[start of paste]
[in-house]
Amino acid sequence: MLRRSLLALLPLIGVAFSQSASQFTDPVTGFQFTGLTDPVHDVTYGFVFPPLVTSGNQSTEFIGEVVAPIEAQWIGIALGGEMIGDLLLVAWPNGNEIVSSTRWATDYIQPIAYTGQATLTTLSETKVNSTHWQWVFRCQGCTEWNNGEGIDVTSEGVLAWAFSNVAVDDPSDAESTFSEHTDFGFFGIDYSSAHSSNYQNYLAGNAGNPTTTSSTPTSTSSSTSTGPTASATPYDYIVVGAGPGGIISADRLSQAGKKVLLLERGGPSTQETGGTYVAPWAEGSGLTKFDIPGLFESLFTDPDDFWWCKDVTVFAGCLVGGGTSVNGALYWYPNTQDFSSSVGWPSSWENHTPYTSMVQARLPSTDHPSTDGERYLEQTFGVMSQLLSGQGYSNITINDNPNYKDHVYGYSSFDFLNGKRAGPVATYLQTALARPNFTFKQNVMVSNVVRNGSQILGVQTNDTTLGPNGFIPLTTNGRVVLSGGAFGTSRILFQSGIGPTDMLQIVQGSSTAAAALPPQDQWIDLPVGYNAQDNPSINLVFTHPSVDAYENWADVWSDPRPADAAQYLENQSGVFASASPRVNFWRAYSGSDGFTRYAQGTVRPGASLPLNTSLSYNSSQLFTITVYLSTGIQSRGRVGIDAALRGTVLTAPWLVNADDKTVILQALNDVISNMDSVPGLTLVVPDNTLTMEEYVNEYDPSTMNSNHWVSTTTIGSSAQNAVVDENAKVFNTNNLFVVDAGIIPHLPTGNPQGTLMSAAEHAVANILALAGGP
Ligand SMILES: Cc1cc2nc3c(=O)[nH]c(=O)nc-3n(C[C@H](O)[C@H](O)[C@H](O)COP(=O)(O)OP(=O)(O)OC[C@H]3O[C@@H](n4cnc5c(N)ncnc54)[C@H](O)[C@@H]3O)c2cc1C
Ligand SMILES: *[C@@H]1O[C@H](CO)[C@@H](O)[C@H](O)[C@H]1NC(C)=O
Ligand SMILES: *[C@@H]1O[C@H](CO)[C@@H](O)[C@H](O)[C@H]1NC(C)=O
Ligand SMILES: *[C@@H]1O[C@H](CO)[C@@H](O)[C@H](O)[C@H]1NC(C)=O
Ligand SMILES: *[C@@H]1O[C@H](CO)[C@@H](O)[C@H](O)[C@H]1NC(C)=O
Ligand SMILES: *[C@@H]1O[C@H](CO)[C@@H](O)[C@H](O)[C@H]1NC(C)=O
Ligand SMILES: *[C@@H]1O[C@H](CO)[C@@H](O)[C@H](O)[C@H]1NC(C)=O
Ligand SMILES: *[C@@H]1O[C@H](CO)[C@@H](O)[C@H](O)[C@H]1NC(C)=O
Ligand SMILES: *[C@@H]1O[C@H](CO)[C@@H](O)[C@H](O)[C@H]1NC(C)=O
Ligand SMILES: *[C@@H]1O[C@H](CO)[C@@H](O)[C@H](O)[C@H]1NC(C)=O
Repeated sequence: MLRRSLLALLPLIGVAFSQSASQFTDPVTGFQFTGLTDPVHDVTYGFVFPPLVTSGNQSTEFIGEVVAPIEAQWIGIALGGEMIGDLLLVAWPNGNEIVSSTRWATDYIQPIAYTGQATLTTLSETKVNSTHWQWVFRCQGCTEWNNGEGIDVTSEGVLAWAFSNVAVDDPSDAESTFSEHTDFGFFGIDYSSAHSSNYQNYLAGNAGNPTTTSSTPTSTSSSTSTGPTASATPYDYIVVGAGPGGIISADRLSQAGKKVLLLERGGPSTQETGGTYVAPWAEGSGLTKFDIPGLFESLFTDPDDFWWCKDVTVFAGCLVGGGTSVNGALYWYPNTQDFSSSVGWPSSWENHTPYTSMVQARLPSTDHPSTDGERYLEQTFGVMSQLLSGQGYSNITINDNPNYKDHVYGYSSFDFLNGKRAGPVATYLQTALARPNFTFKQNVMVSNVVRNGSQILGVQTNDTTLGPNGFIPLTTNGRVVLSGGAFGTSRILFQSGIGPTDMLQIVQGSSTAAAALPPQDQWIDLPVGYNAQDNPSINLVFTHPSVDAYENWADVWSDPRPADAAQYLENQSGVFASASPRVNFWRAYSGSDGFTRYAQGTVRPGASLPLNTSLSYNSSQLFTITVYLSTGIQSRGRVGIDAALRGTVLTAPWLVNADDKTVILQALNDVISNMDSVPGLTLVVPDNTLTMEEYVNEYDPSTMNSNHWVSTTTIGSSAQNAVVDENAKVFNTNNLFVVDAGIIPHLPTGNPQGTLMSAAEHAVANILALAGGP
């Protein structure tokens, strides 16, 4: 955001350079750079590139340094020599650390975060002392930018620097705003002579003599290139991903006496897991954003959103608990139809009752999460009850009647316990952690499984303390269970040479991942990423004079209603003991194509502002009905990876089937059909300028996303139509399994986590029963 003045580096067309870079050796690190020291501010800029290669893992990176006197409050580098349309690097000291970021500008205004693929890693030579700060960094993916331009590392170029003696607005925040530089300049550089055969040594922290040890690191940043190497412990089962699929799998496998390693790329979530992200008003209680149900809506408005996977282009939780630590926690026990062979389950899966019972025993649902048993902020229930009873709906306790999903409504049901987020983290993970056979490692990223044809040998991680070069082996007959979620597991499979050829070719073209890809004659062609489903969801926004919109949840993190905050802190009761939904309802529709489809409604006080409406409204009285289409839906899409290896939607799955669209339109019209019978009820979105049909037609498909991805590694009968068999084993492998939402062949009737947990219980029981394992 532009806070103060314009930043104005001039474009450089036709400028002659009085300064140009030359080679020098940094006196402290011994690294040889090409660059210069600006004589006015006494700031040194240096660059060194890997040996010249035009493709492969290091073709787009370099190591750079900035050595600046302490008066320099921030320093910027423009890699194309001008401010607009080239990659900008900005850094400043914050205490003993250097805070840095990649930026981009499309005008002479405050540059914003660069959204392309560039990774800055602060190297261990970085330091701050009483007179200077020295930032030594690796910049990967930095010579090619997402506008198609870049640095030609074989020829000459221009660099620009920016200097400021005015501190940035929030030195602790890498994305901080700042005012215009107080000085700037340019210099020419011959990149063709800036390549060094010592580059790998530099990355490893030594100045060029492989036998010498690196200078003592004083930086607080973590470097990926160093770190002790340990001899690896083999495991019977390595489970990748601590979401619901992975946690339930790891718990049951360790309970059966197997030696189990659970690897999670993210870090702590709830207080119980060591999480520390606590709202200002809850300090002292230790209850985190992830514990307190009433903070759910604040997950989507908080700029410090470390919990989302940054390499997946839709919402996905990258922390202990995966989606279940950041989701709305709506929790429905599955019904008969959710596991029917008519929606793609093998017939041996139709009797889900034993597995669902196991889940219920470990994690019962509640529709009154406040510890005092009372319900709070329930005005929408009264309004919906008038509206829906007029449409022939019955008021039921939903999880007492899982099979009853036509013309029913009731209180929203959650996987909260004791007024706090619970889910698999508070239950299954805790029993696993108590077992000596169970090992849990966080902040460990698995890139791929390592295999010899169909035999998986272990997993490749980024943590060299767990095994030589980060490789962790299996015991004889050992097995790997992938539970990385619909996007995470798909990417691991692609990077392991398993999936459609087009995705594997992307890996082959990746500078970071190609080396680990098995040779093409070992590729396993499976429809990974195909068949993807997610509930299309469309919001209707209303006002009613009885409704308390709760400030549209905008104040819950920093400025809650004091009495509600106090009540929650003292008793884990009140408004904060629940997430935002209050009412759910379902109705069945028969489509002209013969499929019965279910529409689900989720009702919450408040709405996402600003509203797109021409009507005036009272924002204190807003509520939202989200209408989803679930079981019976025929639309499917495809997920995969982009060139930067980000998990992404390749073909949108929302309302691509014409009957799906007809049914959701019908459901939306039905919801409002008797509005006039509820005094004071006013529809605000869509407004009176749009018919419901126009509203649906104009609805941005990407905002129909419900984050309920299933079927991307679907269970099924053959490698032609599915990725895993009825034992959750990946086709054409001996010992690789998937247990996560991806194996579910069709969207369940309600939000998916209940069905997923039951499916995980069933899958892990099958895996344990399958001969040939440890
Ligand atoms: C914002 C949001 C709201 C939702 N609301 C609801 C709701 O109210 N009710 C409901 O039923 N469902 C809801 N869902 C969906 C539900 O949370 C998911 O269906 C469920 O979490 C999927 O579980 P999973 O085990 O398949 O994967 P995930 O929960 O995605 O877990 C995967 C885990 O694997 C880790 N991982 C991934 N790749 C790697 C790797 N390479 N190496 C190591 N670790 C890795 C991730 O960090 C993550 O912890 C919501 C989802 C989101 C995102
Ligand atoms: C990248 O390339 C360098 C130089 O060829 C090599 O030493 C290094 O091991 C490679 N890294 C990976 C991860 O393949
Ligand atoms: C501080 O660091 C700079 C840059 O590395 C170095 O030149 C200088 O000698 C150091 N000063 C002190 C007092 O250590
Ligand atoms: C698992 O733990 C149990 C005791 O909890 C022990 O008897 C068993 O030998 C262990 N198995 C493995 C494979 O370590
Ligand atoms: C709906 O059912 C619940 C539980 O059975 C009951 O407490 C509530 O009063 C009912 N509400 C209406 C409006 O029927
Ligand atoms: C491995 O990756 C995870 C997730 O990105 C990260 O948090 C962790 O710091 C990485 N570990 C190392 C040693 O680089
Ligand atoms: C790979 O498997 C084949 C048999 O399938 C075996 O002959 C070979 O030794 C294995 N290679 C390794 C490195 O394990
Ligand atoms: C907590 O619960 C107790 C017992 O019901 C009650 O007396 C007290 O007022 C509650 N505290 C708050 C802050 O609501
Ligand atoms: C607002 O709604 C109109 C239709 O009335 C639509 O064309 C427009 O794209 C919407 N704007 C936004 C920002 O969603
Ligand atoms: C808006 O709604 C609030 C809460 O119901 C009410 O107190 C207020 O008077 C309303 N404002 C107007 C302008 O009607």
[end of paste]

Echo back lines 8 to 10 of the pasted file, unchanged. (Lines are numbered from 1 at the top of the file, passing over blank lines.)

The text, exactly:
Ligand SMILES: *[C@@H]1O[C@H](CO)[C@@H](O)[C@H](O)[C@H]1NC(C)=O
Ligand SMILES: *[C@@H]1O[C@H](CO)[C@@H](O)[C@H](O)[C@H]1NC(C)=O
Ligand SMILES: *[C@@H]1O[C@H](CO)[C@@H](O)[C@H](O)[C@H]1NC(C)=O